It seems fitting that the first post in Simply South Africa is about Umlani Bush Camp, one of my favourite places to experience the South African bush. This rustic camp is nestled on a slope of a riverbed in the Timbavati Private Game Reserve. There is no electricity, no fences and no cellphone connectivity. But there are comfortable beds, flushing toilets, hot showers and cold beers. In other words: all the comforts you need while still retaining the feeling of completely immersing yourself in the African bush. When you go to bed at night, you can hear the animals through the reed walls. Buffalos often come in to camp to graze, and later at night you can hear the lions roar during their hunt.
In the morning, you are woken before sunrise by the rangers (who have also checked that no four-legged visitors have overstayed their welcome) and treated to a steaming cup of tea and a rusk. Then it’s off on the morning game drive! Being located in a private reserve, the vehicles are allowed to go off-road and the trackers have a canny ability to find the animals where an untrained eye only sees bush.
When you arrive back to camp after the morning drive, you are greeted by an amazing breakfast: yoghurt, cereal, fresh fruit, pancakes, eggs, sausages, tea, coffee, juices: you name it! By the time you’ve worked yourself through the delectables, the day’s heat has started picking up and many feel ready for a nap. Those that manage to stay awake (often those that had the restraint not to try all of the breakfast choices) can laze by the pool, or sit on the viewing deck to see who’s visiting the water hole.
Mid-afternoon, lunch is served (as if you needed to eat more) and I can promise you that those that resisted the morning nap are now down and out! As the worst heat of midday subsides, the afternoon gamedrive sets off. You drive in the warm light of afternoon sun, and once the sun starts to set there is a stop for what the South African’s like to call Sundowners. This is an alcoholic drink of your choice, drunk while the sun sets. Inevitably, nature calls for a few guests after Sundowners but I would advise you to get over any feelings of modesty you may harbour as this is the bush… I’ve heard a story about “the only woman ever to stop weeing mid-stream” – she locked eyes with a lioness while squatting behind the vehicle. The remainder of the drive is in the dark (although the tracker has a torch to show you some of the nocturnal critter that are now roaming about), with a carpet of stars above you.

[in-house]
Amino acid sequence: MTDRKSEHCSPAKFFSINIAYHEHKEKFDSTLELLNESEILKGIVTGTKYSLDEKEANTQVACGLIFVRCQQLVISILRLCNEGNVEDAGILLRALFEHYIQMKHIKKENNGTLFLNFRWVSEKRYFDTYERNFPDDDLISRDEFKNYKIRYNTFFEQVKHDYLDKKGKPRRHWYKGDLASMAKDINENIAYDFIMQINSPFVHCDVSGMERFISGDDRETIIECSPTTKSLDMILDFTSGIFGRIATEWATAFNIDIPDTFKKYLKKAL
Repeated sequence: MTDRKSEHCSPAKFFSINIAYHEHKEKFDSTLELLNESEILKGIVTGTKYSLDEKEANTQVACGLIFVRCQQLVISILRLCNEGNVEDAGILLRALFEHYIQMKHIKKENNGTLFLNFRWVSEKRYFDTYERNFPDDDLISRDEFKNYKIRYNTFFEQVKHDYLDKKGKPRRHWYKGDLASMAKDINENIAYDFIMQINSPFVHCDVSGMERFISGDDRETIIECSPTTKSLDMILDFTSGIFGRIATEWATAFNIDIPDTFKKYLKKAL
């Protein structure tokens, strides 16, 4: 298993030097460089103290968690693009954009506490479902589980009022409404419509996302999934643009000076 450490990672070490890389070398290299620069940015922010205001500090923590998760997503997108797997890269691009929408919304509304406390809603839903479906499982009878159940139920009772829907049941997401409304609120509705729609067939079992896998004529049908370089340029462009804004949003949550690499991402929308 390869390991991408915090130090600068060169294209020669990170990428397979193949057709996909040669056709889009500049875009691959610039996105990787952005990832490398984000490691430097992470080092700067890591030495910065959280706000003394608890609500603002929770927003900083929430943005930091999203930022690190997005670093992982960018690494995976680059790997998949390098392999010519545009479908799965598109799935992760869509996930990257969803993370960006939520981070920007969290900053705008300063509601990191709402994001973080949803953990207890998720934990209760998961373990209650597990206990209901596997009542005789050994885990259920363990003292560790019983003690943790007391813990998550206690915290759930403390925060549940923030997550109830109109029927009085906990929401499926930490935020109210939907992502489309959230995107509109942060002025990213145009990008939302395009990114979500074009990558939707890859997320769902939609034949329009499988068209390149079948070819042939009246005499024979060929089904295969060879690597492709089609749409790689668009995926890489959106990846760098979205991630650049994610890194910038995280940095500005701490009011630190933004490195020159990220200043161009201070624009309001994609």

Back in camp, guests gather around the fire in the boma for a drink and some bush-stories. This is when the rangers tell about eye-to-eye encounters with lions, buffalo and leopards that they have lived to tell. Do not try this at home! Dinner is a feast of salads, home cooked hearty meals and sweet desserts, washed down with plenty of wine. The camp is now lit only by paraffin lamps, and you can really feel what it must have been like for the first explorers that came here. The bush is alive with sounds, and you will be happy for the company of one of the rangers to take you back once you decide to retire. Spending a couple of days at Umlani is something that I strongly recommend. Not only is the bush experience totally amazing, you are also pampered by the small team of staff and you will definitely leave having made new friends that you will be dying to visit soon again.